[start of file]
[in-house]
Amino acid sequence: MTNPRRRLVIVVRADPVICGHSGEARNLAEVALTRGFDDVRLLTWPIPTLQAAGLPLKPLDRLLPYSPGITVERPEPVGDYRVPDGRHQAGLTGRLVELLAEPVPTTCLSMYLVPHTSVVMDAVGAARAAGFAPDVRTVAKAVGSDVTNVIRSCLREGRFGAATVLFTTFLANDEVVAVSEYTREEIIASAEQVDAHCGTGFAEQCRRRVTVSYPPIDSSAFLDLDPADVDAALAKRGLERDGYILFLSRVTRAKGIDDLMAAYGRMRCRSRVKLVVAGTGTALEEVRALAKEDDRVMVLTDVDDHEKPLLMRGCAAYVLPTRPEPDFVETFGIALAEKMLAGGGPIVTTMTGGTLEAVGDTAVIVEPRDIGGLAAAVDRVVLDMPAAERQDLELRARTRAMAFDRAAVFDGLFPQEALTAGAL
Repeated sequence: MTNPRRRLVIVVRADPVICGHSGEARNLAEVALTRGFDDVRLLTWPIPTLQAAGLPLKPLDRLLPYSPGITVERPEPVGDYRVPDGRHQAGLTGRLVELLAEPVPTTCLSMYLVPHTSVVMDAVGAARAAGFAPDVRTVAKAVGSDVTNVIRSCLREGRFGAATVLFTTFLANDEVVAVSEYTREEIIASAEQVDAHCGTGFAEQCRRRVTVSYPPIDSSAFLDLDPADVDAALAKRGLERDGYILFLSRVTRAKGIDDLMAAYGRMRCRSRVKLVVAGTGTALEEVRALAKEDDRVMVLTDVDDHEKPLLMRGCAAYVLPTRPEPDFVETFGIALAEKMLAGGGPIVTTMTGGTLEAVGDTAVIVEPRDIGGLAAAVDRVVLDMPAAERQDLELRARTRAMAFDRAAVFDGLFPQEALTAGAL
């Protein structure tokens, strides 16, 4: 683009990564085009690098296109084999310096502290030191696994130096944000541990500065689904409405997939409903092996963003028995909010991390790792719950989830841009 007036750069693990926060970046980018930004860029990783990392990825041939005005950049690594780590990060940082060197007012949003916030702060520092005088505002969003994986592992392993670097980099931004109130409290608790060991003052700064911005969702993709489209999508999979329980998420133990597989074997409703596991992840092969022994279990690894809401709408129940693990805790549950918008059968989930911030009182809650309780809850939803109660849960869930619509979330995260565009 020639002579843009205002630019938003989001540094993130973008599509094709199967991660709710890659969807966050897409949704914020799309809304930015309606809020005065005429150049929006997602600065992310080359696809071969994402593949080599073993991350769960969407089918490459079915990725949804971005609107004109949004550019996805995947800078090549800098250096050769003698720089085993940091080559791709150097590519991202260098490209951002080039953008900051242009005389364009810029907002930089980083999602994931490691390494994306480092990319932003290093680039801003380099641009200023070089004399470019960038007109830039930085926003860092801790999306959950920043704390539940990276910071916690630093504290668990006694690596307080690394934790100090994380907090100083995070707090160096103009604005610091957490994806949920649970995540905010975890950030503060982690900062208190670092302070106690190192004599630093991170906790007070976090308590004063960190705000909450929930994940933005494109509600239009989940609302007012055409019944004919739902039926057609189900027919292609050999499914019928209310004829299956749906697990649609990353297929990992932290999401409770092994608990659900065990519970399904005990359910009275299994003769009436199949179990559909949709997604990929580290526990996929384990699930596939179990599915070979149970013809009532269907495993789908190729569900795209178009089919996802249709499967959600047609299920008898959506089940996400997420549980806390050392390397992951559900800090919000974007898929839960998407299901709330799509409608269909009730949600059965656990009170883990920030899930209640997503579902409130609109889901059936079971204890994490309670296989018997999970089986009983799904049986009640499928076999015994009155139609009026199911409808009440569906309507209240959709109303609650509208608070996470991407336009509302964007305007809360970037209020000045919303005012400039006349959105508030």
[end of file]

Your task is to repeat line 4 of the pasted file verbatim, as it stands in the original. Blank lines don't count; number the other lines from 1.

């Protein structure tokens, strides 16, 4: 683009990564085009690098296109084999310096502290030191696994130096944000541990500065689904409405997939409903092996963003028995909010991390790792719950989830841009 007036750069693990926060970046980018930004860029990783990392990825041939005005950049690594780590990060940082060197007012949003916030702060520092005088505002969003994986592992392993670097980099931004109130409290608790060991003052700064911005969702993709489209999508999979329980998420133990597989074997409703596991992840092969022994279990690894809401709408129940693990805790549950918008059968989930911030009182809650309780809850939803109660849960869930619509979330995260565009 020639002579843009205002630019938003989001540094993130973008599509094709199967991660709710890659969807966050897409949704914020799309809304930015309606809020005065005429150049929006997602600065992310080359696809071969994402593949080599073993991350769960969407089918490459079915990725949804971005609107004109949004550019996805995947800078090549800098250096050769003698720089085993940091080559791709150097590519991202260098490209951002080039953008900051242009005389364009810029907002930089980083999602994931490691390494994306480092990319932003290093680039801003380099641009200023070089004399470019960038007109830039930085926003860092801790999306959950920043704390539940990276910071916690630093504290668990006694690596307080690394934790100090994380907090100083995070707090160096103009604005610091957490994806949920649970995540905010975890950030503060982690900062208190670092302070106690190192004599630093991170906790007070976090308590004063960190705000909450929930994940933005494109509600239009989940609302007012055409019944004919739902039926057609189900027919292609050999499914019928209310004829299956749906697990649609990353297929990992932290999401409770092994608990659900065990519970399904005990359910009275299994003769009436199949179990559909949709997604990929580290526990996929384990699930596939179990599915070979149970013809009532269907495993789908190729569900795209178009089919996802249709499967959600047609299920008898959506089940996400997420549980806390050392390397992951559900800090919000974007898929839960998407299901709330799509409608269909009730949600059965656990009170883990920030899930209640997503579902409130609109889901059936079971204890994490309670296989018997999970089986009983799904049986009640499928076999015994009155139609009026199911409808009440569906309507209240959709109303609650509208608070996470991407336009509302964007305007809360970037209020000045919303005012400039006349959105508030």